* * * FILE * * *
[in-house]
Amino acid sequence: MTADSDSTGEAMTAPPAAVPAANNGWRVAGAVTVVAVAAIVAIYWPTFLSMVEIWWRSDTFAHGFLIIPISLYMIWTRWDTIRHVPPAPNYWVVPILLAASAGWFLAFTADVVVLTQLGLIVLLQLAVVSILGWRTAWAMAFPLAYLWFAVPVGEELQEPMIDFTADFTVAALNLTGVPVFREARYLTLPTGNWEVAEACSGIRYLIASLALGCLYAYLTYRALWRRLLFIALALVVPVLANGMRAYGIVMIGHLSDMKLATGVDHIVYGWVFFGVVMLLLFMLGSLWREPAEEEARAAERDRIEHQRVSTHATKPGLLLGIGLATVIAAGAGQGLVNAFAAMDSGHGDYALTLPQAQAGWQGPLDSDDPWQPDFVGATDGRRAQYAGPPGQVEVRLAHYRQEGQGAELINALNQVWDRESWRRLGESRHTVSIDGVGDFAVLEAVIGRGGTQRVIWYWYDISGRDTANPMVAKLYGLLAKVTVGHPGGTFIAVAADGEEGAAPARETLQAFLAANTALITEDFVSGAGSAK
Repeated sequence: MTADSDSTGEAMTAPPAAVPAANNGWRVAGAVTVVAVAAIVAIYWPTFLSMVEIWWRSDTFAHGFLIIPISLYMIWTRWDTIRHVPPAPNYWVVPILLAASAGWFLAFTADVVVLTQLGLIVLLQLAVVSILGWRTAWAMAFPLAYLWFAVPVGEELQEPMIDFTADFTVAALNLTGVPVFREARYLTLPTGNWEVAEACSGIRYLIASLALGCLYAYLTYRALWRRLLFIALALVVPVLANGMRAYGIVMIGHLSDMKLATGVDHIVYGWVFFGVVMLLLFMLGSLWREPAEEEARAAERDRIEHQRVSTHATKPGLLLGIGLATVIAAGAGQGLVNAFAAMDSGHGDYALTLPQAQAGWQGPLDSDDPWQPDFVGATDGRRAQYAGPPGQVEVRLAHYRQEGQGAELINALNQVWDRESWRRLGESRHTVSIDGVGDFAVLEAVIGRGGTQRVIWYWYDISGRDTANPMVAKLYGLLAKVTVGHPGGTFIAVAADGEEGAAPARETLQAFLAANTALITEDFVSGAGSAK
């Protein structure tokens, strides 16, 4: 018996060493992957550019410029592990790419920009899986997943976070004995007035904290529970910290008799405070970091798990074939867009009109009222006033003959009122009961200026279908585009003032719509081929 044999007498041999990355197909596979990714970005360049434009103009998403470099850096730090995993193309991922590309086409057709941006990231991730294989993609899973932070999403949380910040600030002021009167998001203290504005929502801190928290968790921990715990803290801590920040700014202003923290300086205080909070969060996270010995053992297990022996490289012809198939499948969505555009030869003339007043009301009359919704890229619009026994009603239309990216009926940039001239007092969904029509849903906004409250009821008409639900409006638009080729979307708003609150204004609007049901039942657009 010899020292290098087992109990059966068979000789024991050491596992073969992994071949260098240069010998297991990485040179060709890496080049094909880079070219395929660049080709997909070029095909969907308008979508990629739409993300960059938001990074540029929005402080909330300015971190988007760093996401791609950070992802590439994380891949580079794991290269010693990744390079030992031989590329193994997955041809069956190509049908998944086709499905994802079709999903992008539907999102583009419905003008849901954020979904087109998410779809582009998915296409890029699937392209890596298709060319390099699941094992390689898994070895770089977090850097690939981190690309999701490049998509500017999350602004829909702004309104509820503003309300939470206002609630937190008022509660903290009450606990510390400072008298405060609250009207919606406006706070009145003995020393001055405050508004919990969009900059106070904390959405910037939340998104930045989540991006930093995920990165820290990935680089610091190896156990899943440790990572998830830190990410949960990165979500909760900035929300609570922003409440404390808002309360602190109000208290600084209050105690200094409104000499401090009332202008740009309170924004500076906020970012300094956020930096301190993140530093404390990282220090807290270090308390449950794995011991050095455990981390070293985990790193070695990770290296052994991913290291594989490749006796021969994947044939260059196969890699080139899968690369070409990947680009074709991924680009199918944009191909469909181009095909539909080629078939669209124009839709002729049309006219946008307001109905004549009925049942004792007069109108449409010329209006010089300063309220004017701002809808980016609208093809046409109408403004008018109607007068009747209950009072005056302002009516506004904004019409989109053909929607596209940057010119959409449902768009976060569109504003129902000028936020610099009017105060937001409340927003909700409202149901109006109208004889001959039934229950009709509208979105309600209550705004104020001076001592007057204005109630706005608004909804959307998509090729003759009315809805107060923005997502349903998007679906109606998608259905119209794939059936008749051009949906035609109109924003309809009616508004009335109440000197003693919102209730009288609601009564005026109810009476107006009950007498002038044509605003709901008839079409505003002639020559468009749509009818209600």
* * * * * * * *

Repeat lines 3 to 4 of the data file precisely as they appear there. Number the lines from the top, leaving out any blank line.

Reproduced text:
Repeated sequence: MTADSDSTGEAMTAPPAAVPAANNGWRVAGAVTVVAVAAIVAIYWPTFLSMVEIWWRSDTFAHGFLIIPISLYMIWTRWDTIRHVPPAPNYWVVPILLAASAGWFLAFTADVVVLTQLGLIVLLQLAVVSILGWRTAWAMAFPLAYLWFAVPVGEELQEPMIDFTADFTVAALNLTGVPVFREARYLTLPTGNWEVAEACSGIRYLIASLALGCLYAYLTYRALWRRLLFIALALVVPVLANGMRAYGIVMIGHLSDMKLATGVDHIVYGWVFFGVVMLLLFMLGSLWREPAEEEARAAERDRIEHQRVSTHATKPGLLLGIGLATVIAAGAGQGLVNAFAAMDSGHGDYALTLPQAQAGWQGPLDSDDPWQPDFVGATDGRRAQYAGPPGQVEVRLAHYRQEGQGAELINALNQVWDRESWRRLGESRHTVSIDGVGDFAVLEAVIGRGGTQRVIWYWYDISGRDTANPMVAKLYGLLAKVTVGHPGGTFIAVAADGEEGAAPARETLQAFLAANTALITEDFVSGAGSAK
């Protein structure tokens, strides 16, 4: 018996060493992957550019410029592990790419920009899986997943976070004995007035904290529970910290008799405070970091798990074939867009009109009222006033003959009122009961200026279908585009003032719509081929 044999007498041999990355197909596979990714970005360049434009103009998403470099850096730090995993193309991922590309086409057709941006990231991730294989993609899973932070999403949380910040600030002021009167998001203290504005929502801190928290968790921990715990803290801590920040700014202003923290300086205080909070969060996270010995053992297990022996490289012809198939499948969505555009030869003339007043009301009359919704890229619009026994009603239309990216009926940039001239007092969904029509849903906004409250009821008409639900409006638009080729979307708003609150204004609007049901039942657009 010899020292290098087992109990059966068979000789024991050491596992073969992994071949260098240069010998297991990485040179060709890496080049094909880079070219395929660049080709997909070029095909969907308008979508990629739409993300960059938001990074540029929005402080909330300015971190988007760093996401791609950070992802590439994380891949580079794991290269010693990744390079030992031989590329193994997955041809069956190509049908998944086709499905994802079709999903992008539907999102583009419905003008849901954020979904087109998410779809582009998915296409890029699937392209890596298709060319390099699941094992390689898994070895770089977090850097690939981190690309999701490049998509500017999350602004829909702004309104509820503003309300939470206002609630937190008022509660903290009450606990510390400072008298405060609250009207919606406006706070009145003995020393001055405050508004919990969009900059106070904390959405910037939340998104930045989540991006930093995920990165820290990935680089610091190896156990899943440790990572998830830190990410949960990165979500909760900035929300609570922003409440404390808002309360602190109000208290600084209050105690200094409104000499401090009332202008740009309170924004500076906020970012300094956020930096301190993140530093404390990282220090807290270090308390449950794995011991050095455990981390070293985990790193070695990770290296052994991913290291594989490749006796021969994947044939260059196969890699080139899968690369070409990947680009074709991924680009199918944009191909469909181009095909539909080629078939669209124009839709002729049309006219946008307001109905004549009925049942004792007069109108449409010329209006010089300063309220004017701002809808980016609208093809046409109408403004008018109607007068009747209950009072005056302002009516506004904004019409989109053909929607596209940057010119959409449902768009976060569109504003129902000028936020610099009017105060937001409340927003909700409202149901109006109208004889001959039934229950009709509208979105309600209550705004104020001076001592007057204005109630706005608004909804959307998509090729003759009315809805107060923005997502349903998007679906109606998608259905119209794939059936008749051009949906035609109109924003309809009616508004009335109440000197003693919102209730009288609601009564005026109810009476107006009950007498002038044509605003709901008839079409505003002639020559468009749509009818209600």